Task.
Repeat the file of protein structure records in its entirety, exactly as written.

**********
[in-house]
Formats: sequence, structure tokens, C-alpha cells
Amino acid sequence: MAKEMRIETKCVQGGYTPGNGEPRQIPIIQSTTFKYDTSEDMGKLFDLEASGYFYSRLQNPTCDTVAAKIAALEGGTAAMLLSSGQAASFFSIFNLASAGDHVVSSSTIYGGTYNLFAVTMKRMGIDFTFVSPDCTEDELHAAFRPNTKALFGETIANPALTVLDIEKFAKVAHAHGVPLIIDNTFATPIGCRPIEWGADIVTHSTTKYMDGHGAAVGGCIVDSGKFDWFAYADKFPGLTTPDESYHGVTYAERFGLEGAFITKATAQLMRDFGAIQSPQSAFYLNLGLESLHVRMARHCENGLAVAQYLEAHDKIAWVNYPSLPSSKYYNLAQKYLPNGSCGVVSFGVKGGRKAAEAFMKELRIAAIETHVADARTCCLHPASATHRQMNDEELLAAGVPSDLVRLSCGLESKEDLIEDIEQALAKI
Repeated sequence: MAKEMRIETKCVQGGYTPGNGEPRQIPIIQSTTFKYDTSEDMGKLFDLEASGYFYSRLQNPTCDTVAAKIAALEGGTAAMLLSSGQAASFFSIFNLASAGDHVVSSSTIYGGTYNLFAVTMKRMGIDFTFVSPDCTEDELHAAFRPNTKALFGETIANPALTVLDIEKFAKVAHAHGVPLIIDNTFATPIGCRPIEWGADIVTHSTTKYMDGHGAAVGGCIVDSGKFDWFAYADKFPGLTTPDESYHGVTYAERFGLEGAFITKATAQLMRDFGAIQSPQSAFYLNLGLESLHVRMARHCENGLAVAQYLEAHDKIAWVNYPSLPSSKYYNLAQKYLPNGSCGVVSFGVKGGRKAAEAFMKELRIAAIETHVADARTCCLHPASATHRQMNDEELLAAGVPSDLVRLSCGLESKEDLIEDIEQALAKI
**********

[in-house]
Formats: sequence, structure tokens, C-alpha cells
Amino acid sequence: MAKEMRIETKCVQGGYTPGNGEPRQIPIIQSTTFKYDTSEDMGKLFDLEASGYFYSRLQNPTCDTVAAKIAALEGGTAAMLLSSGQAASFFSIFNLASAGDHVVSSSTIYGGTYNLFAVTMKRMGIDFTFVSPDCTEDELHAAFRPNTKALFGETIANPALTVLDIEKFAKVAHAHGVPLIIDNTFATPIGCRPIEWGADIVTHSTTKYMDGHGAAVGGCIVDSGKFDWFAYADKFPGLTTPDESYHGVTYAERFGLEGAFITKATAQLMRDFGAIQSPQSAFYLNLGLESLHVRMARHCENGLAVAQYLEAHDKIAWVNYPSLPSSKYYNLAQKYLPNGSCGVVSFGVKGGRKAAEAFMKELRIAAIETHVADARTCCLHPASATHRQMNDEELLAAGVPSDLVRLSCGLESKEDLIEDIEQALAKI
Repeated sequence: MAKEMRIETKCVQGGYTPGNGEPRQIPIIQSTTFKYDTSEDMGKLFDLEASGYFYSRLQNPTCDTVAAKIAALEGGTAAMLLSSGQAASFFSIFNLASAGDHVVSSSTIYGGTYNLFAVTMKRMGIDFTFVSPDCTEDELHAAFRPNTKALFGETIANPALTVLDIEKFAKVAHAHGVPLIIDNTFATPIGCRPIEWGADIVTHSTTKYMDGHGAAVGGCIVDSGKFDWFAYADKFPGLTTPDESYHGVTYAERFGLEGAFITKATAQLMRDFGAIQSPQSAFYLNLGLESLHVRMARHCENGLAVAQYLEAHDKIAWVNYPSLPSSKYYNLAQKYLPNGSCGVVSFGVKGGRKAAEAFMKELRIAAIETHVADARTCCLHPASATHRQMNDEELLAAGVPSDLVRLSCGLESKEDLIEDIEQALAKI